by Amy Alton, Communications Associate
Originally posted on September 17, 2008
If you’ve ever taken BART to an event at Oracle Arena or McAfee Coliseum, you have crossed over it. If you’ve ever traveled in or out of the Oakland Airport, you’ve flown over it. And if you live in East Oakland, your neighborhood storm drain connects right to it. I’m talking about Damon Slough. A thriving habitat flowing around the Coliseum and running alongside the Nimitz Freeway, Damon Slough in Martin Luther King Jr. Regional Shoreline Park opens up to Arrowhead Marsh and is home to several species of native plants, including pickleweed and arrowgrass, and endangered wildlife like the California clapper rail and the salt marsh harvest mouse. It’s also home to unsightly masses of trash and debris.
At Save The Bay, we call it a “Bay Trash Hot Spot.” In fact, for the last three years we have compiled a list of some the Bay Area’s trashiest waterways to call attention to this problem and Damon Slough has been on the list for three years running. One of the few, three-time repeat offenders, Damon Slough in its current state is particularly disturbing given it has all the makings of the proverbial Cinderella story.
In the 1980’s, crews from the Port of Oakland began dumping fill into the northeast side of the marsh. Fortunately the commotion caught the attention of East Bay Regional Park District staff and they contacted the authorities. After a successful lawsuit headed by the Golden Gate Audubon Society, Save The Bay, and the Sierra Club, $2.5 million dollars were allocated for restoration of this 72-acre wetland.
Since 2000, Save The Bay has partnered with East Bay Regional Park District to work with schools, community groups and corporations to restore wetland habitat along Damon Slough. Part of that effort includes shoreline cleanups to pick up trash and debris from urban runoff, litter, and dumping. To date, our volunteers have removed over 20,000 pounds of trash and recyclables!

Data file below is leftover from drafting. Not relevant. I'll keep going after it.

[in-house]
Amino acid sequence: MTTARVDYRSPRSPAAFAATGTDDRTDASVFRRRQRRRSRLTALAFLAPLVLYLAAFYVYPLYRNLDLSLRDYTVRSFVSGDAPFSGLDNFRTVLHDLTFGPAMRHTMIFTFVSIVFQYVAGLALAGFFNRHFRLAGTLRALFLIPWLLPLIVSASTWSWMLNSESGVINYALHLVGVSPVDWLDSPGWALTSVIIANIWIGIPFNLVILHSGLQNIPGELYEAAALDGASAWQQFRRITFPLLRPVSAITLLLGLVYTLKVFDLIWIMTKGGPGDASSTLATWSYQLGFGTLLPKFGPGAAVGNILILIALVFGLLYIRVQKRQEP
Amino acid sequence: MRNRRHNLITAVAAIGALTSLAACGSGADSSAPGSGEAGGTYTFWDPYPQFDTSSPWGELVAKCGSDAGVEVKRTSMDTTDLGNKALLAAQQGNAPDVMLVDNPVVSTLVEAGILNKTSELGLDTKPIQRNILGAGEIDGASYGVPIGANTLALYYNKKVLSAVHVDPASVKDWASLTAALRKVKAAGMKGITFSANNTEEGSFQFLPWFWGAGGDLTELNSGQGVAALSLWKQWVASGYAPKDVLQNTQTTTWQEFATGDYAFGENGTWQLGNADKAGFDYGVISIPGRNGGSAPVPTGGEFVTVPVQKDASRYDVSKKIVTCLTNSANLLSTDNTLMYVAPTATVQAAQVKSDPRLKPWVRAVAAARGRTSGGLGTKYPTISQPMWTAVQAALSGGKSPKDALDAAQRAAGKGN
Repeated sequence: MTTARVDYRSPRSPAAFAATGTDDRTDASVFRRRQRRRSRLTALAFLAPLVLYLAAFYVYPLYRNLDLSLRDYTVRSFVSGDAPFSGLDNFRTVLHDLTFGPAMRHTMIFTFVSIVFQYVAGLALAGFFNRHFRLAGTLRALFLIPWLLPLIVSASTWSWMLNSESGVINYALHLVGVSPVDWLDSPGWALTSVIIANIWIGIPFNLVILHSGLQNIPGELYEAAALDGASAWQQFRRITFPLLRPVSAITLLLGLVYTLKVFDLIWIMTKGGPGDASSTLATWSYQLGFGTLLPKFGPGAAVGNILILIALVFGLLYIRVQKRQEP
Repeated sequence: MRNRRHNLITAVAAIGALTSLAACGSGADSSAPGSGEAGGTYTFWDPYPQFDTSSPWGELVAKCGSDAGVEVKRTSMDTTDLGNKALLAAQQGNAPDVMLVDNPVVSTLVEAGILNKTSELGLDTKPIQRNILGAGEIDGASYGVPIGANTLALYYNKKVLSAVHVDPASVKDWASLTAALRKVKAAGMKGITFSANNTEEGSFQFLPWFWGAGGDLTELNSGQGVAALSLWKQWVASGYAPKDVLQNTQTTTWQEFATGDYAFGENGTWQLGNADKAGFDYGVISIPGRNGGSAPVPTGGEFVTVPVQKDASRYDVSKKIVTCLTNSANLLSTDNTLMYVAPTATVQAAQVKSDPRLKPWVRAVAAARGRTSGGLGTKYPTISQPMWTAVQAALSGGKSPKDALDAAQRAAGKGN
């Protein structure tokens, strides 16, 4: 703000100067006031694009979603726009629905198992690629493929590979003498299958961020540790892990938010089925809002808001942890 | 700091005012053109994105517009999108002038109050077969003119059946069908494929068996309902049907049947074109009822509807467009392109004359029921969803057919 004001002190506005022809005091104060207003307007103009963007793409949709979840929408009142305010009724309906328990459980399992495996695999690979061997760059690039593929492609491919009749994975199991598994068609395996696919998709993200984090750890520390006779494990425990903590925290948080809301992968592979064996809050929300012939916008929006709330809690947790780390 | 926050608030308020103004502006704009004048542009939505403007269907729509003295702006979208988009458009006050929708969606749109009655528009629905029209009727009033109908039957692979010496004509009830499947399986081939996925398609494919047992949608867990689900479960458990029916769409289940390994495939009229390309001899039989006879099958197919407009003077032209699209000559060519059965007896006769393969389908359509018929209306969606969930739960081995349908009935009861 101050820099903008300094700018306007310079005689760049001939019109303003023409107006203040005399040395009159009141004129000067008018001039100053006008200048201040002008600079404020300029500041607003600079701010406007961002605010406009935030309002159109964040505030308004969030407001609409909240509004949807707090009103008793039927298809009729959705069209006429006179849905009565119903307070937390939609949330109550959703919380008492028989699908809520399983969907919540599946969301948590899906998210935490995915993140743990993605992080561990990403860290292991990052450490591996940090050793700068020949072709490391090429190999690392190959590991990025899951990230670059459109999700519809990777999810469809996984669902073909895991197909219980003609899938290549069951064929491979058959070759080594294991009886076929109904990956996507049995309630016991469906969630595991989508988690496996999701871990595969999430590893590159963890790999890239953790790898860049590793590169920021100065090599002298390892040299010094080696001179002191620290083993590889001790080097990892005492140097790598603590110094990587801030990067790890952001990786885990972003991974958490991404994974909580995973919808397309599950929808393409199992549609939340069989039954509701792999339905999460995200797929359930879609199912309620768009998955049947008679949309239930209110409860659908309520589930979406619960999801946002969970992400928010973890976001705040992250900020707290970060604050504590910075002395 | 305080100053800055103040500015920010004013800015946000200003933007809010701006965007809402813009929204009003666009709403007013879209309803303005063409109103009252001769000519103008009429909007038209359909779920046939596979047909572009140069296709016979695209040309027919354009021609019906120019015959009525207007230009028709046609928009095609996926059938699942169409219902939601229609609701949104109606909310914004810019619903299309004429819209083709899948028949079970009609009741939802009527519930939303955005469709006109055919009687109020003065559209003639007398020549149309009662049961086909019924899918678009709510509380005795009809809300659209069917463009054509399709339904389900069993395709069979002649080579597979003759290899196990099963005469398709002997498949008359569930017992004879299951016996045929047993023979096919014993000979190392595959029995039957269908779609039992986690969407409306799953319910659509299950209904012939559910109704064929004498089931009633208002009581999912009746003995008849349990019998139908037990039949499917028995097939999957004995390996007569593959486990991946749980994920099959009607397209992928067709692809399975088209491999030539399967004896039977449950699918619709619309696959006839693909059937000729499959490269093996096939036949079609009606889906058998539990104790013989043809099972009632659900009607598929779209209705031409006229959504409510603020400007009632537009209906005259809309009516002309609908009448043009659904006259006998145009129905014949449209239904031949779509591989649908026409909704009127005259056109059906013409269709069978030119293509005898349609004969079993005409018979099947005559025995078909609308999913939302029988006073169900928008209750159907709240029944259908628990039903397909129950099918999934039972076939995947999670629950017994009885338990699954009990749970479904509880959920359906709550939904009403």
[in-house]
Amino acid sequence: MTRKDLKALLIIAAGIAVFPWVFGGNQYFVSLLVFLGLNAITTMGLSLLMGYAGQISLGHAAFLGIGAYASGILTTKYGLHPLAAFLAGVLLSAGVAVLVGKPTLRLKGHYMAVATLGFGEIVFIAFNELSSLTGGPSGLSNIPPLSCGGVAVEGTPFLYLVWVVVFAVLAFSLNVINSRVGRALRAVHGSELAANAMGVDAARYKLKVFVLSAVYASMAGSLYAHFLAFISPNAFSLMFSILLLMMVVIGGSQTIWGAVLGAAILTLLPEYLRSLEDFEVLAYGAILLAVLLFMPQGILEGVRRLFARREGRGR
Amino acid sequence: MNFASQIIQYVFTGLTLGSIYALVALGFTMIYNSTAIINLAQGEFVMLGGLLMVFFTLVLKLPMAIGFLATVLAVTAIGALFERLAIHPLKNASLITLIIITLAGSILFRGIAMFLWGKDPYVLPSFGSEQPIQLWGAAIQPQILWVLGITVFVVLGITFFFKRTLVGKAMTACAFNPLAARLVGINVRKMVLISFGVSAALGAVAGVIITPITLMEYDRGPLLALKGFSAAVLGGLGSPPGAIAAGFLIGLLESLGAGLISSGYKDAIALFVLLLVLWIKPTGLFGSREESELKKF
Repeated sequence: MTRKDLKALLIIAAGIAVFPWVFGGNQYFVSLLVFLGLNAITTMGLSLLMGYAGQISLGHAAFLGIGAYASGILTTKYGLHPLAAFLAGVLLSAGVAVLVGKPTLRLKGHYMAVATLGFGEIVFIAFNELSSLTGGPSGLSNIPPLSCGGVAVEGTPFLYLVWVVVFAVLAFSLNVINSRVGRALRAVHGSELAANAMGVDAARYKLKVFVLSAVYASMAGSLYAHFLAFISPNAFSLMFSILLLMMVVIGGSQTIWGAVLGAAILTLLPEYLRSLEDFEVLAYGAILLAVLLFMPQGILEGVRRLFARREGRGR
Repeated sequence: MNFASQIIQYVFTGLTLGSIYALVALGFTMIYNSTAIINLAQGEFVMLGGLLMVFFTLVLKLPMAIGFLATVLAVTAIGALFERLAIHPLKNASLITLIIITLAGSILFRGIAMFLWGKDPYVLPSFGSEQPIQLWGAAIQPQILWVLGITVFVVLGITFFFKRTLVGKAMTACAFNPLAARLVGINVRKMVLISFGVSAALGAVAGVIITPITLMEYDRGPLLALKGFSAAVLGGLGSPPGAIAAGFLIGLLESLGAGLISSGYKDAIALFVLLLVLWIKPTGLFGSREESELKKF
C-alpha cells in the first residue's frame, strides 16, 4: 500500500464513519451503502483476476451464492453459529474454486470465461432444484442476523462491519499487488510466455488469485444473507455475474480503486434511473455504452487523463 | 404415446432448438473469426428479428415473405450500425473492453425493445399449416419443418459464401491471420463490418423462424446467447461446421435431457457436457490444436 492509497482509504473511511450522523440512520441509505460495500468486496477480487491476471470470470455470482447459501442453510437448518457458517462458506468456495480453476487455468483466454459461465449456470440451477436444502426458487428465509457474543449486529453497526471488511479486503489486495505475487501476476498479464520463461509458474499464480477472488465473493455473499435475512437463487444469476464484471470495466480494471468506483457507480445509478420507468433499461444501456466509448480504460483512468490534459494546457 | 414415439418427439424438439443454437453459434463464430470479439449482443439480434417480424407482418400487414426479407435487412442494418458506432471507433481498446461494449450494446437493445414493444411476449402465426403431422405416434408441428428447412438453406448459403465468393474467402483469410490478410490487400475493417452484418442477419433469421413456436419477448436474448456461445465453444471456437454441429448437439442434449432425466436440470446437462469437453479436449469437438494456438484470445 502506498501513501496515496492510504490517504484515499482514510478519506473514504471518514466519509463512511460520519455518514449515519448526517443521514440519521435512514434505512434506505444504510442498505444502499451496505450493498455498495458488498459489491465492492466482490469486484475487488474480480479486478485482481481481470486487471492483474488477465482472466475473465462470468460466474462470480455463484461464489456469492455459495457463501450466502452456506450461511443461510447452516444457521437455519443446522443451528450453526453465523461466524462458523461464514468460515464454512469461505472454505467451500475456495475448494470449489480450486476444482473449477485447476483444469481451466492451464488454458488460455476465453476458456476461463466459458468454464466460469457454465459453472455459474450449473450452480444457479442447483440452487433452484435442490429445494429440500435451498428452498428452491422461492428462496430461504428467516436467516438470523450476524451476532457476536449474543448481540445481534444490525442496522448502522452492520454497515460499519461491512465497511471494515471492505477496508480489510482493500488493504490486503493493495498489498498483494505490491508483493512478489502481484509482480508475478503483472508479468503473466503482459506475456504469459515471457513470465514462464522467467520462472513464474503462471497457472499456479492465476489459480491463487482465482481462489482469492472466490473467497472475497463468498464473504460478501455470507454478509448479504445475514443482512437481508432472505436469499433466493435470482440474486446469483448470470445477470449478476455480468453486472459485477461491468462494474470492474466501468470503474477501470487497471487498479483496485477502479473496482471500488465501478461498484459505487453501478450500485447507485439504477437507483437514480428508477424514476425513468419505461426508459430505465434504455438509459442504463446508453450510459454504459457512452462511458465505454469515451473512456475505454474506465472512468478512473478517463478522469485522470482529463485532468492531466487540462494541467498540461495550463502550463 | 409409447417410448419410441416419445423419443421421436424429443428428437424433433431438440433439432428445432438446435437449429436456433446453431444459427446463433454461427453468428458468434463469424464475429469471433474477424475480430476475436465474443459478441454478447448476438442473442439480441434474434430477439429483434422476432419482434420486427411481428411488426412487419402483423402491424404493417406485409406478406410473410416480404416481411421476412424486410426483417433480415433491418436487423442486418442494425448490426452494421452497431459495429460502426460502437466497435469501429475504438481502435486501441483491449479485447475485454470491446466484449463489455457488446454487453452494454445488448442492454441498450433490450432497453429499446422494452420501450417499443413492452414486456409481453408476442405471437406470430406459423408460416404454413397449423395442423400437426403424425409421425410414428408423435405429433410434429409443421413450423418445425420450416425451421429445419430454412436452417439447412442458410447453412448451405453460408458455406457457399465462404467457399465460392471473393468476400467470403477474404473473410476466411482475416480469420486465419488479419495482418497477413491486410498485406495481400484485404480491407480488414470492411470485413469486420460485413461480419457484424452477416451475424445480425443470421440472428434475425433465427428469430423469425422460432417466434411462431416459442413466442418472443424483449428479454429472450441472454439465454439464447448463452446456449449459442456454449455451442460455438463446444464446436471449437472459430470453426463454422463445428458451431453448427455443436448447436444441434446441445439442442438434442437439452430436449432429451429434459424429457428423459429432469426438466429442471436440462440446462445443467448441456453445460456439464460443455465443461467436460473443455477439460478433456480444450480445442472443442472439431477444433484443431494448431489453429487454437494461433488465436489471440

Even so, Damon Slough is repeatedly inundated with plastic bags, Styrofoam cups, cigarette butts, bottle caps, car batteries, shopping carts, industrial waste, and old electronics.
While Damon Slough is of particular concern, trash accumulates in massive amounts all over the Bay, choking wetlands, poisoning and entangling wildlife, and harming water quality. A 2005 assessment by the San Francisco Bay Regional Water Quality Control Board (Water Board) found an average of three pieces of trash along every foot of streams that lead to the Bay. And this trash also has global ramifications; it flows out the Golden Gate to form part of the “Great Pacific Garbage Patch”—a floating island of trash the size of Texas.
So what can we do? The good news is that because we create this pollution, we have the power to diminish it. We can:
Reduce the amount of trash we generate and make sure our trash doesn’t end up in the Bay.
Dispose properly of hazardous waste, switch to reusable bags, and recycle and compost when we can.
Advocate for tougher policies and regulations to reduce trash flowing to the Bay. In fact, the Water Board has the opportunity to stop trash from fouling the Bay as they vote this fall to renew the storm water permit. Save The Bay is working to ensure that the permit limits the amount of trash cities and counties discharge into the Bay.
Volunteer to clean up and restore the Bay shoreline. Save The Bay hosts monthly cleanup and restoration events at several sites around San Francisco Bay. This Saturday, nearly 100 Save The Bay volunteers will clean up hot spot Damon Slough at the Martin Luther King Jr. Regional Shoreline in Oakland, as part of the Coastal Commission’s 24th annual Coastal Cleanup Day.